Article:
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Can’t you just hear some old marm saying Barbara, that’s unnecessary! Stop being so silly! I’m sure she heard those words in her head, but silliness won the day! Granted, she had a good model. Jerry did not need any encouragement, in fact he started the whole thing.

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On the heels of this, my tennis buddy Scott did a most unnecessary thing on his paddleboard on Labor Day – a headstand!

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None of us needs to do a headstand on a paddleboard (!) or insert lobster antennae in our mouths like whiskers,

or be tomato-heads


or go face-to-face with ridiculous chickens!

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But we should! We should do all kinds of silly stuff!

My mom with lobster whiskers! My mom laughing so hard she can hardly stand it! Not in my wildest dreams did I envision this moment. I am still giggling just to think of it.  But little makes me happier than seeing that smile on her face 😊

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Eye Patch Giggles

I’ve been watching my mom sporting her eye patches for over a month now. She was initially (and understandably) distressed about her eye occlusion – you would be too if a main blood vessel in your eye burst. But having the option to look hilarious and stylish at the same time overruled her inhibitions, and she jumped right on the Eye Patch Wagon. Some of you will remember this photo:day one (2).jpg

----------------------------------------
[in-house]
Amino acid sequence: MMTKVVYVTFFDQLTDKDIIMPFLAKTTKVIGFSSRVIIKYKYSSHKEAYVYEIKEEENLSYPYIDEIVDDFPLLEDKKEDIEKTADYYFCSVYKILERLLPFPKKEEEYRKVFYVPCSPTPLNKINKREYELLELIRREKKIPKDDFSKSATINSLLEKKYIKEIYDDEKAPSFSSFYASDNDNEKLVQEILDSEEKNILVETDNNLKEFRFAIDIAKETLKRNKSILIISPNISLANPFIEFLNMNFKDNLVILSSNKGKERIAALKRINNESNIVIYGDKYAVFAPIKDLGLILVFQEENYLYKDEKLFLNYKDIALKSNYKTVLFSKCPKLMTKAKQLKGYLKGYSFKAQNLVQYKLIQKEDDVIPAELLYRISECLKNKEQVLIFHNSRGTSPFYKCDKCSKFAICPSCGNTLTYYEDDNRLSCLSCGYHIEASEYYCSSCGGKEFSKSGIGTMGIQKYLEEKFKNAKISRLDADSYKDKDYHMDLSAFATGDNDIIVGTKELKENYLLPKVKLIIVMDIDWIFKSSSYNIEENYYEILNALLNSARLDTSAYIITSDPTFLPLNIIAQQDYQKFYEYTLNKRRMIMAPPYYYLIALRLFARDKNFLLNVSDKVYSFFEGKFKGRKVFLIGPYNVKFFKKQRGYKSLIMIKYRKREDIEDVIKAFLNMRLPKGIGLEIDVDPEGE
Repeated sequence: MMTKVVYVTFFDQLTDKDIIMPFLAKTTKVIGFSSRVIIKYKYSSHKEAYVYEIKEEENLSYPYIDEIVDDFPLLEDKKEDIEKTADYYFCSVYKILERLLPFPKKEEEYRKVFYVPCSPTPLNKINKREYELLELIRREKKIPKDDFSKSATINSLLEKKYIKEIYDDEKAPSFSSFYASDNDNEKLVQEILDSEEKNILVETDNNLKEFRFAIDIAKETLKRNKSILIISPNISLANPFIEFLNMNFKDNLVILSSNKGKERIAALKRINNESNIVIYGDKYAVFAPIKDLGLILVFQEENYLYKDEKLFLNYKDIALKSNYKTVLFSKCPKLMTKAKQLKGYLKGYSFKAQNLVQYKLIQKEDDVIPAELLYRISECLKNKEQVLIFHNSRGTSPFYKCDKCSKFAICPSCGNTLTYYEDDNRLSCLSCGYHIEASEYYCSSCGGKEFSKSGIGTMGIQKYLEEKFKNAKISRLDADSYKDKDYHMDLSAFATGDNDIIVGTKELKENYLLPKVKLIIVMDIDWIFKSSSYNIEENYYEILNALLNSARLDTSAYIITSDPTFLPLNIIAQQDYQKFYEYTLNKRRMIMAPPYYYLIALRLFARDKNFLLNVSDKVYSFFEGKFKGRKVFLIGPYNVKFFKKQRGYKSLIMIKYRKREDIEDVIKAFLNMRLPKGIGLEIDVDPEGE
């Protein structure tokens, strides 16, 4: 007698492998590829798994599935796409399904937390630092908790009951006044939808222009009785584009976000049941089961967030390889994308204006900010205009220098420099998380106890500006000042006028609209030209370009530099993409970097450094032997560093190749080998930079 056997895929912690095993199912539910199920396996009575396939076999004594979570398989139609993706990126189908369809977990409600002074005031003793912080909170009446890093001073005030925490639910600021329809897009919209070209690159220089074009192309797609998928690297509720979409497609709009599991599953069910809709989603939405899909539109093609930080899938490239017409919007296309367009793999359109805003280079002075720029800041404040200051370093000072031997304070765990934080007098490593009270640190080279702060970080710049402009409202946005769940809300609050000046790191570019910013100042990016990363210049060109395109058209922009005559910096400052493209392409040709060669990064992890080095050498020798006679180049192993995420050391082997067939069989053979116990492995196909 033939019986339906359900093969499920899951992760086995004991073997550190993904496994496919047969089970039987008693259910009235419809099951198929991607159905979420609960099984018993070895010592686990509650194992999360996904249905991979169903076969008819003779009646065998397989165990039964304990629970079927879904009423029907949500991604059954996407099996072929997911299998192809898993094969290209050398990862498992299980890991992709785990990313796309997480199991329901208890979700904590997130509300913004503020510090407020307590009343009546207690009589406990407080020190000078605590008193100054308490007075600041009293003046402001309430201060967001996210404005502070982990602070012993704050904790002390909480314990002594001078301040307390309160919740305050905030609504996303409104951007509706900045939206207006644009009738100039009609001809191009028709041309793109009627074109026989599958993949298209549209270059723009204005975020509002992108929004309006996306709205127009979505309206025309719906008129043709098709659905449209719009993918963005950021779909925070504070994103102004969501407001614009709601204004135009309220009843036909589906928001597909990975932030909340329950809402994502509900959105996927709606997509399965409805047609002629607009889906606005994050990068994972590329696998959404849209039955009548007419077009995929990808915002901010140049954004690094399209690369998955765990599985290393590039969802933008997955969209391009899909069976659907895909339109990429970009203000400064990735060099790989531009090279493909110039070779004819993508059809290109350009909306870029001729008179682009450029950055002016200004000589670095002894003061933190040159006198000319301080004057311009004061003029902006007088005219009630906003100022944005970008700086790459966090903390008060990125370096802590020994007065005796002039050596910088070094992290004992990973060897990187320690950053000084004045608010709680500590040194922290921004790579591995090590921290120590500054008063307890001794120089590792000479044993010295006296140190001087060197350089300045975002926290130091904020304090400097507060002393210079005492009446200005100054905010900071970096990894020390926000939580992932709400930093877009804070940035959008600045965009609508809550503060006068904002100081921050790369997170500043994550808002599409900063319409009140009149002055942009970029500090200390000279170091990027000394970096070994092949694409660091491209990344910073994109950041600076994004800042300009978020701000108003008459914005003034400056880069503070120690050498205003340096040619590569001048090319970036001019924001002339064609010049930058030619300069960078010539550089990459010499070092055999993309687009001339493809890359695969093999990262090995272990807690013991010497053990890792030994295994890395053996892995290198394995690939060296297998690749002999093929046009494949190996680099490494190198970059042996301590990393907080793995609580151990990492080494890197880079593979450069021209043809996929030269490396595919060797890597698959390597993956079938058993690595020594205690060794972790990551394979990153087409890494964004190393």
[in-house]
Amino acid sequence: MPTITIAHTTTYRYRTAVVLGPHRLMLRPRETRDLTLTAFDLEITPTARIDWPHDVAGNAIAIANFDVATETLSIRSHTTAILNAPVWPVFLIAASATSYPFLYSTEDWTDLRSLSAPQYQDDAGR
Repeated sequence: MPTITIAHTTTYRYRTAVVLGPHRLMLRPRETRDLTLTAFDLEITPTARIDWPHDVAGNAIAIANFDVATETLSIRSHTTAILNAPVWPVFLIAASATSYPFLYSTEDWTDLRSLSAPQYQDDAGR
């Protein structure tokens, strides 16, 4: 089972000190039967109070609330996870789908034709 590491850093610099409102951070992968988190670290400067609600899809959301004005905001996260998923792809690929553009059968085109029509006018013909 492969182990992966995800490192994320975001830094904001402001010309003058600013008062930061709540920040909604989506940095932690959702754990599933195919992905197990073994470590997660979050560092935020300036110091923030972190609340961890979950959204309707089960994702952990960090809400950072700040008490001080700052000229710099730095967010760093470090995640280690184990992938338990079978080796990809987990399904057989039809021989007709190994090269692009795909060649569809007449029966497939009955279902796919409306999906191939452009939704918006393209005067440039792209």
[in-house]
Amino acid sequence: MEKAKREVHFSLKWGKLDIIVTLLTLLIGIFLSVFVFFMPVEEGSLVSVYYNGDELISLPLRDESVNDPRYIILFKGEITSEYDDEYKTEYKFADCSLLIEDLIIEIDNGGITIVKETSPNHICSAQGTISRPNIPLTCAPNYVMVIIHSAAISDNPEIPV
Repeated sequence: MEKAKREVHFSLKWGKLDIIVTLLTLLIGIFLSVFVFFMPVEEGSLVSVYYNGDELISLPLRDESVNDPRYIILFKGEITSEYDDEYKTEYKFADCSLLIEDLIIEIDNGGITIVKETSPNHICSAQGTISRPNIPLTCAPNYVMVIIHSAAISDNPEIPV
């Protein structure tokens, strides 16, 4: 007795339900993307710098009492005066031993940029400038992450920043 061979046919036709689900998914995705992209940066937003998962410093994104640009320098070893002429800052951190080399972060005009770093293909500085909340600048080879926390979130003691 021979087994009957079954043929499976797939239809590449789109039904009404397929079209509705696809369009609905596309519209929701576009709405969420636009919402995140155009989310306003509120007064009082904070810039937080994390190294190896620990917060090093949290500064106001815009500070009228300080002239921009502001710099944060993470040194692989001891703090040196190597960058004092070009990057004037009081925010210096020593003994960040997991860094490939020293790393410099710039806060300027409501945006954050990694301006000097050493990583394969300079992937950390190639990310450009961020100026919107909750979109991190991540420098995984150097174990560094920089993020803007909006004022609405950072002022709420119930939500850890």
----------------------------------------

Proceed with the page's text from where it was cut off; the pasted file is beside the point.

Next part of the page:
That first day she was just trying them on – and having loads of fun with her partner in crime I may add. After that she got serious about it, requesting a few adjustments such as thinner elastic on all of them and better sizing so they did not slip off. How nice to have custom-made eye patches and then be able to tweak them besides! It appears there are some benefits to being 83!

Unsurprisingly, she then began to do some serious coordinating with them. I mean, how about this for an outfit?

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Personally I think the mini watermelons were a most perfect choice for this hot July day.

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Friends and family had great fun posing with her. Clearly she was entirely comfortable embracing her disability. Rock on, Mom!

And have fun playing pirate with your great-granddaughters!

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The blue and white combo below works well and maybe doesn’t call quite as much attention to itself as the watermelons, I’ll grant. Some days you want to be striking, and some days you don’t.